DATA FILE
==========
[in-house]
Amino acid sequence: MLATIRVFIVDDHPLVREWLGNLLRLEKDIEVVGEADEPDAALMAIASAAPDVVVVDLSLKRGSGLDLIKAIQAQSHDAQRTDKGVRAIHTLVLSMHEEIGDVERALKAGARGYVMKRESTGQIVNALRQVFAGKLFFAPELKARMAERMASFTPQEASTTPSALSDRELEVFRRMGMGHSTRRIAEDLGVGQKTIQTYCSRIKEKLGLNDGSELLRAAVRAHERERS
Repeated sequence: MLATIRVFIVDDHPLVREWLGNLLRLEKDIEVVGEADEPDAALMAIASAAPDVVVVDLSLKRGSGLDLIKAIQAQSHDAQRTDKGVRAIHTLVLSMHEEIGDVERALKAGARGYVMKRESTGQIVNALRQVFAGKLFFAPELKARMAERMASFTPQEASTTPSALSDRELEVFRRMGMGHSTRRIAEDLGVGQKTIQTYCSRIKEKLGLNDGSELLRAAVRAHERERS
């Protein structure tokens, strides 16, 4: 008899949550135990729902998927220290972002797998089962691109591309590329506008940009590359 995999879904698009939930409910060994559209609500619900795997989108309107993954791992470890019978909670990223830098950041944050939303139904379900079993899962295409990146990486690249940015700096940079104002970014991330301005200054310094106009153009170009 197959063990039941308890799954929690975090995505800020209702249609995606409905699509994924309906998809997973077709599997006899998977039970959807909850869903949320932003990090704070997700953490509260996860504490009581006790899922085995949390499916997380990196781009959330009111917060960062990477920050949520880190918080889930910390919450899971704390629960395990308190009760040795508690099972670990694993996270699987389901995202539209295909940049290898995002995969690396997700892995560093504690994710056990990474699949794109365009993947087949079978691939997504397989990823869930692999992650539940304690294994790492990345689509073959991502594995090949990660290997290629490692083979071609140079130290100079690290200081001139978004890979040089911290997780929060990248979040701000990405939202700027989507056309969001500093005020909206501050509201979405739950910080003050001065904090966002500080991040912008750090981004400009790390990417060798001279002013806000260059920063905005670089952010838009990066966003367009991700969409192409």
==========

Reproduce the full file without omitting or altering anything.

[in-house]
Amino acid sequence: MLATIRVFIVDDHPLVREWLGNLLRLEKDIEVVGEADEPDAALMAIASAAPDVVVVDLSLKRGSGLDLIKAIQAQSHDAQRTDKGVRAIHTLVLSMHEEIGDVERALKAGARGYVMKRESTGQIVNALRQVFAGKLFFAPELKARMAERMASFTPQEASTTPSALSDRELEVFRRMGMGHSTRRIAEDLGVGQKTIQTYCSRIKEKLGLNDGSELLRAAVRAHERERS
Repeated sequence: MLATIRVFIVDDHPLVREWLGNLLRLEKDIEVVGEADEPDAALMAIASAAPDVVVVDLSLKRGSGLDLIKAIQAQSHDAQRTDKGVRAIHTLVLSMHEEIGDVERALKAGARGYVMKRESTGQIVNALRQVFAGKLFFAPELKARMAERMASFTPQEASTTPSALSDRELEVFRRMGMGHSTRRIAEDLGVGQKTIQTYCSRIKEKLGLNDGSELLRAAVRAHERERS
């Protein structure tokens, strides 16, 4: 008899949550135990729902998927220290972002797998089962691109591309590329506008940009590359 995999879904698009939930409910060994559209609500619900795997989108309107993954791992470890019978909670990223830098950041944050939303139904379900079993899962295409990146990486690249940015700096940079104002970014991330301005200054310094106009153009170009 197959063990039941308890799954929690975090995505800020209702249609995606409905699509994924309906998809997973077709599997006899998977039970959807909850869903949320932003990090704070997700953490509260996860504490009581006790899922085995949390499916997380990196781009959330009111917060960062990477920050949520880190918080889930910390919450899971704390629960395990308190009760040795508690099972670990694993996270699987389901995202539209295909940049290898995002995969690396997700892995560093504690994710056990990474699949794109365009993947087949079978691939997504397989990823869930692999992650539940304690294994790492990345689509073959991502594995090949990660290997290629490692083979071609140079130290100079690290200081001139978004890979040089911290997780929060990248979040701000990405939202700027989507056309969001500093005020909206501050509201979405739950910080003050001065904090966002500080991040912008750090981004400009790390990417060798001279002013806000260059920063905005670089952010838009990066966003367009991700969409192409």